There’s not much need to go over the details again, but earlier this year, Activision made huge news by announcing the cancelation of 2011’s Guitar Hero title(s), and dissolving the Hero business. The franchise itself, as we’ve learned in the months since, is not dead, it’s merely on indefinite hiatus, until an innovative way to bring it back at peak level has been found.

In an recent interview with Forbes, Activision CEO Bobby Kotick opened up a bit further on the downfall of the Hero brand, and spoke on how the new development team assigned to it is going about the effective reboot.

We had a view that this was something that had much more broad appeal, and that because it’s a manufactured product, being efficient in the supply chain could get the manufacturing costs down. We thought our relationships with the music companies would be more valuable than a small startup company could ever develop on their own. So we bought the company, and after a few iterations of the game it became one of the most successful games of all time,” says Kotick.

And then we didn’t really take the time that we usually take to understand audience behavior. It was one of those things where we were resting on the idea that one of the essential fantasies of video games is to unleash your inner rock star. And it didn’t really matter how you did that, but as long as you were allowing people to unleash their inner rock star fantasies, you’d continue to be successful. So we went off on a passion project that had a point of differentiation –which is called DJ Hero.”

Kotick then goes on to address FreeStyle Games’ DJ Hero, and how it was ‘shoved down gamers’ throats’, as well as the overall quality decrease of the whole franchise.

And in hindsight, if you step back –and it really would have been a simple thing to do– we should have said, ‘Well, how many people really want to unleash their inner DJ?’ And then out of the people who do want to unleash their inner DJ, how many want to do it in the context of a game where you earn points, versus just taking a DJ deck or tools on their Macintosh and actually being a DJ? And it turns out it’s a very small market. But we created this critically acclaimed, highly rated game –and these are the hardest failures, when you put your heart and soul into it and you deliver an extraordinarily well received game, and nobody shows up to buy it. So that’s what happened with DJ Hero.

“At the same time we were so excited about going down this new direction with DJ Hero, I think we abandoned a bit of the innovation that was required in the Guitar Hero franchise. And so it was the double whammy of DJ Hero was unsuccessful, and then Guitar Hero became unsuccessful because it didn’t have any nourishment and care.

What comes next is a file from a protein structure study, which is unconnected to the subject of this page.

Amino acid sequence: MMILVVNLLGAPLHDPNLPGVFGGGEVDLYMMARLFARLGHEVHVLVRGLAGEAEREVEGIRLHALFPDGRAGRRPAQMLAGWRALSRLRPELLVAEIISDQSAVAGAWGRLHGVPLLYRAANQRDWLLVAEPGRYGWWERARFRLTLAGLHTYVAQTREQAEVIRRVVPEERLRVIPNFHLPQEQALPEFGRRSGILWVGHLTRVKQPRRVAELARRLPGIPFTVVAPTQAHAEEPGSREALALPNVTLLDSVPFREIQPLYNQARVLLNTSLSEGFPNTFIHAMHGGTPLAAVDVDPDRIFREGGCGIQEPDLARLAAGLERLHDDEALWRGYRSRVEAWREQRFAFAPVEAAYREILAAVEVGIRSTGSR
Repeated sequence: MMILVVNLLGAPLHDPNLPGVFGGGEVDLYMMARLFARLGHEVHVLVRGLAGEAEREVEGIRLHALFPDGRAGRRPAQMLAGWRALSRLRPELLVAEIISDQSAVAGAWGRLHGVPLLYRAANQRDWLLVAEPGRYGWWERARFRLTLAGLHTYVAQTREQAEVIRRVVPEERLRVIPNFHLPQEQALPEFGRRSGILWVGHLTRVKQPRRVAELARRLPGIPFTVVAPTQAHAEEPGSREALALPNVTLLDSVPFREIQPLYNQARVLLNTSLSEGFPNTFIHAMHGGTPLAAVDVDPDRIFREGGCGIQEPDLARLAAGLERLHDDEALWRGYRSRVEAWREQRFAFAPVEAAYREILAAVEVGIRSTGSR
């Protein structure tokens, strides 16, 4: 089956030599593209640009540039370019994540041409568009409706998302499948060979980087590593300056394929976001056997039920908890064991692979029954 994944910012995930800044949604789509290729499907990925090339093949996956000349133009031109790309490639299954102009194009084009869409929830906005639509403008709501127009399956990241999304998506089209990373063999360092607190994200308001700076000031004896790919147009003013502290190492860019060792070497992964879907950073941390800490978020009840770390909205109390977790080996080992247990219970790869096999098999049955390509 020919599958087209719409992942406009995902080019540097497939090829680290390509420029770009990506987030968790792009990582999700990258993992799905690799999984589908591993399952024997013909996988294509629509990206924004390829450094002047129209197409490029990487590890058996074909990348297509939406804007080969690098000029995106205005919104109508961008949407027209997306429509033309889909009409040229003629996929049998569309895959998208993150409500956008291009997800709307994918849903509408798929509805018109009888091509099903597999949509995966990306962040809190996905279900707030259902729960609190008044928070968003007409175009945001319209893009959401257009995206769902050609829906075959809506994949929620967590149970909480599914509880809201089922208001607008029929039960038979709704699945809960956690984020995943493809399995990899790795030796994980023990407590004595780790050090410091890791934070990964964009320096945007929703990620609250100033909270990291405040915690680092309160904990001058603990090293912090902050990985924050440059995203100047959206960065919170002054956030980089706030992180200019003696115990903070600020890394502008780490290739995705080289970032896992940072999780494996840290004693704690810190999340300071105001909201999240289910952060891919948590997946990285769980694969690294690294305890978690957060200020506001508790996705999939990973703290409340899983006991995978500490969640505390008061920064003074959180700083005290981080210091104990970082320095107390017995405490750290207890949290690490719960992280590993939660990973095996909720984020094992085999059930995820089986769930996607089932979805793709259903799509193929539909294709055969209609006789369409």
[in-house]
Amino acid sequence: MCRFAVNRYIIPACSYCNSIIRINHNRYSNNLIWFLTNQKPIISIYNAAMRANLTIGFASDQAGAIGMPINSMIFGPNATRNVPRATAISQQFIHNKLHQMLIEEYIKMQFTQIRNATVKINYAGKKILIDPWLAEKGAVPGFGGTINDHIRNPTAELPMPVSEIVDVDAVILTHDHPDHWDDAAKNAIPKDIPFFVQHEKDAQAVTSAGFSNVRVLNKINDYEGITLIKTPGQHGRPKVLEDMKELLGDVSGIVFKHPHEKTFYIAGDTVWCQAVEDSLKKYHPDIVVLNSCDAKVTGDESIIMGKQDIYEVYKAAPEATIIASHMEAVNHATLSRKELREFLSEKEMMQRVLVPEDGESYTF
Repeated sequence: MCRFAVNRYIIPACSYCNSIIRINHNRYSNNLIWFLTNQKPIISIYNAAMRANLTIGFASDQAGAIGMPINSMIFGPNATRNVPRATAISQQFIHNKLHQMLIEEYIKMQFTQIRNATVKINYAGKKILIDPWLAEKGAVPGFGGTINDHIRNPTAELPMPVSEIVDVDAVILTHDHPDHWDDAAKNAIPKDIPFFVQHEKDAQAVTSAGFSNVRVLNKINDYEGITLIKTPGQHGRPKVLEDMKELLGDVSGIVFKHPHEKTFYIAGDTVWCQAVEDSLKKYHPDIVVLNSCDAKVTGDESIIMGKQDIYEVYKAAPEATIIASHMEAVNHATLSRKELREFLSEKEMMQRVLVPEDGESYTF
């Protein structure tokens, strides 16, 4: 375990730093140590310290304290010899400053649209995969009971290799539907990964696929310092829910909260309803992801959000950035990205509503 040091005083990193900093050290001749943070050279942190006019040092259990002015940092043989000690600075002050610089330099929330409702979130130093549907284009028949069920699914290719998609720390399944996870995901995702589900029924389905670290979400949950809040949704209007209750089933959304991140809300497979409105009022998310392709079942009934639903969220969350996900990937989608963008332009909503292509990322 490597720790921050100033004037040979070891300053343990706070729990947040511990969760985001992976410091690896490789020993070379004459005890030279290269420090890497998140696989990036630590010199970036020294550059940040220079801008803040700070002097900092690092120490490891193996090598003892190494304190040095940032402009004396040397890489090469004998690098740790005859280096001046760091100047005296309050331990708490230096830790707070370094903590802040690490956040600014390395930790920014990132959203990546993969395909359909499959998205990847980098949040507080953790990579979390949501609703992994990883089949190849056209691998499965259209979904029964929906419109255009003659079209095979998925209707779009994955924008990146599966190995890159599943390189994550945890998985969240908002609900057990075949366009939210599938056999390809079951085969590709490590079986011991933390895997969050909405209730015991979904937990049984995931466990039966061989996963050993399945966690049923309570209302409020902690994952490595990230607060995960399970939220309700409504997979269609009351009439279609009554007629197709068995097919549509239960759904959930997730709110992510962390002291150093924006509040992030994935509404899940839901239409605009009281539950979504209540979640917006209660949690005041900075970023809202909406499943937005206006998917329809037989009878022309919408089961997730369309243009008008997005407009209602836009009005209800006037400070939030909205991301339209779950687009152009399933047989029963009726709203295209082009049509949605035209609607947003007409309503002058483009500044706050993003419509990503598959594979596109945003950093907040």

“So we made what I think was exactly the right decision last year. We said you know what, we need to regain our audience interest, and we really need to deliver inspired innovation. So we’re going to take the products out of the market, and we’re not going to tell anybody what we’re doing for awhile, but we’re going to stop selling Guitar Hero altogether. And then we’re going to go back to the studios and we’re going to use new studios and reinvent Guitar Hero. And so that’s what we’re doing with it now.”

How are they doing that, exactly? Meetings, of course, loads of focus testing with people like you, and letting the developers try new things.

“We have a business intelligence group that will go and spend a lot of time with our audiences that we already have,” Kotick explains, “we have a very defined over 20 years process, because it’s one thing to ask a customer to give you some feedback on a product, it’s another where you’re trying to glean insights into a future direction for a franchise. And so it’s a very rigorous process, but we  spend a lot of time talking to different customers in different customer ranges and different demographics, different audience interests, and that process takes a little bit of time.

Then we also let the studio –there’s a studio that’s now assigned to this project– we let them explore technology pathways, and so they’ll do a variety of different prototypes.

Who this new studio is, Kotick doesn’t say. Former lead studio Neversoft was replaced by Vicarious Visions last year, who then suffered lay-offs after Activision’s business decision back in February. Whether they are still attached, or if another team has been handed the reins is unknown.

Currently there’s no projected timeframe for a reinvented Guitar Hero. Rumors have claimed Activision may try to enter the dance game market, but that’s not yet been officially confirmed.


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